Mariners will move in outfield walls
SEATTLE – Tired of seeing fly balls die in a cavernous outfield and free-agent sluggers choose more hitter-friendly settings, the Seattle Mariners are bringing in the fences at Safeco Field.
The team said Tuesday they will move in the fences for the 2013 season after years of debate on the impact one of the more spacious outfields in baseball was having on their offense.
“It’s all about just the ballpark playing fair and I think they’ve done a great job with the changes they are planning on making. I just think it’s a win-win situation,” Seattle manager Eric Wedge said. “I think it’s fantastic for our younger position players, it’s a more attractive location now for players outside the organization who might consider coming this direction, so I think it’s a good decision.”
The biggest change will come in the left-center field alley, where the fence will move in as much as 17 feet. The left-center power alley is currently 390 feet, but will be at 378 next season. From there, instead of a rounded fence, the wall will move straight out to its deepest point at 405 feet, 4 feet shorter than now. The straighter line of the fence will lead to the 17-foot change.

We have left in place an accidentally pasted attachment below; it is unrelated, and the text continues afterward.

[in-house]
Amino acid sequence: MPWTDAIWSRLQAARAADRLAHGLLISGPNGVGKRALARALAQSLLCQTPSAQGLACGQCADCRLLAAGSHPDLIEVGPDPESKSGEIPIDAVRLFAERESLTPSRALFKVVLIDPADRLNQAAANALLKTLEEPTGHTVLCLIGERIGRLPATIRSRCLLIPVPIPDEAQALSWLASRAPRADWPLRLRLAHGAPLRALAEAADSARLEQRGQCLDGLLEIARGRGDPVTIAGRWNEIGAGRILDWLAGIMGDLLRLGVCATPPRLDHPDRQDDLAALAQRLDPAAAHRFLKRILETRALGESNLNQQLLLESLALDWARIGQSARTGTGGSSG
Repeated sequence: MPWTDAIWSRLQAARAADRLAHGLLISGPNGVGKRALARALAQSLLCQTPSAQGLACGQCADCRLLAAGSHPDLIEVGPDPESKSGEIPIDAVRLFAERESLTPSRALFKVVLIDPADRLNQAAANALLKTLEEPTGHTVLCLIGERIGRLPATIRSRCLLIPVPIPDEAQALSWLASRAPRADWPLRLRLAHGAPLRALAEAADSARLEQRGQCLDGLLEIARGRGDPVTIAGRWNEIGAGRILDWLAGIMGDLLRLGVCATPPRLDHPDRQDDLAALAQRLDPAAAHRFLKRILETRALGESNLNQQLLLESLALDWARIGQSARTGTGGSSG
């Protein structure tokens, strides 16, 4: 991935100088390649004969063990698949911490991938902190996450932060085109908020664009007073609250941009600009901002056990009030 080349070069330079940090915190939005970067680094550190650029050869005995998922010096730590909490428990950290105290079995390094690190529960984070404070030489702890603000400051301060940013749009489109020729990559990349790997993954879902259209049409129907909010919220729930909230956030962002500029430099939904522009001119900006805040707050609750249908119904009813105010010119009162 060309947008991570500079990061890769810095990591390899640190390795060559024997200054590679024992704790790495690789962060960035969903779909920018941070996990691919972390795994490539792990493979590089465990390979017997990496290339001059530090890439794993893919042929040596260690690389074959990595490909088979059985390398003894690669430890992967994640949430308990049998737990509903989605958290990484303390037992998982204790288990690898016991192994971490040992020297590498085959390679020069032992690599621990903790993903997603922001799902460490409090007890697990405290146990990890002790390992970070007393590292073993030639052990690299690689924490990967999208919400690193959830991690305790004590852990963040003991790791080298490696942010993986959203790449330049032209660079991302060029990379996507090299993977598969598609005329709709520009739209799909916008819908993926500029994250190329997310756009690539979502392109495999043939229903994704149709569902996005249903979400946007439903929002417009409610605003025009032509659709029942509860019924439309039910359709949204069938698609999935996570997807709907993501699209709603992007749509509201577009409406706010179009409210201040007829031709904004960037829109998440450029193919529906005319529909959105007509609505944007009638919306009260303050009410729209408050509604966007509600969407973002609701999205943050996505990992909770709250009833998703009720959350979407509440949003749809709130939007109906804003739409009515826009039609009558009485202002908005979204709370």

The left-field corner will also see a significant change, with the removal of the hand-operated scoreboard that raised the fence to 16 feet. The fence height will be a uniform 8 feet from one foul pole to the other and the hand-operated scoreboard will be relocated to a location to be determined.
The work on changing the dimensions is expected to begin soon after the conclusion of the season. The left-field and right-field lines are the only two listed dimensions that won’t change.
The deepest point in the park – just to the left of center field – will move in 4 feet to 405, while straightaway center will be 401. Right-center field will also come in 4 feet to 381.
This is the first change to the dimensions since the ballpark opened in 1999.
The decision was met by universal praise from Mariners hitters, who at times have acknowledged the mental tricks played on their minds after seeing a well-struck ball that would be a homer in nearly every park in baseball become a long flyout in Seattle.
“It’s just one of those things where I think it will be a big confidence booster for everybody,” Seattle first baseman Justin Smoak said.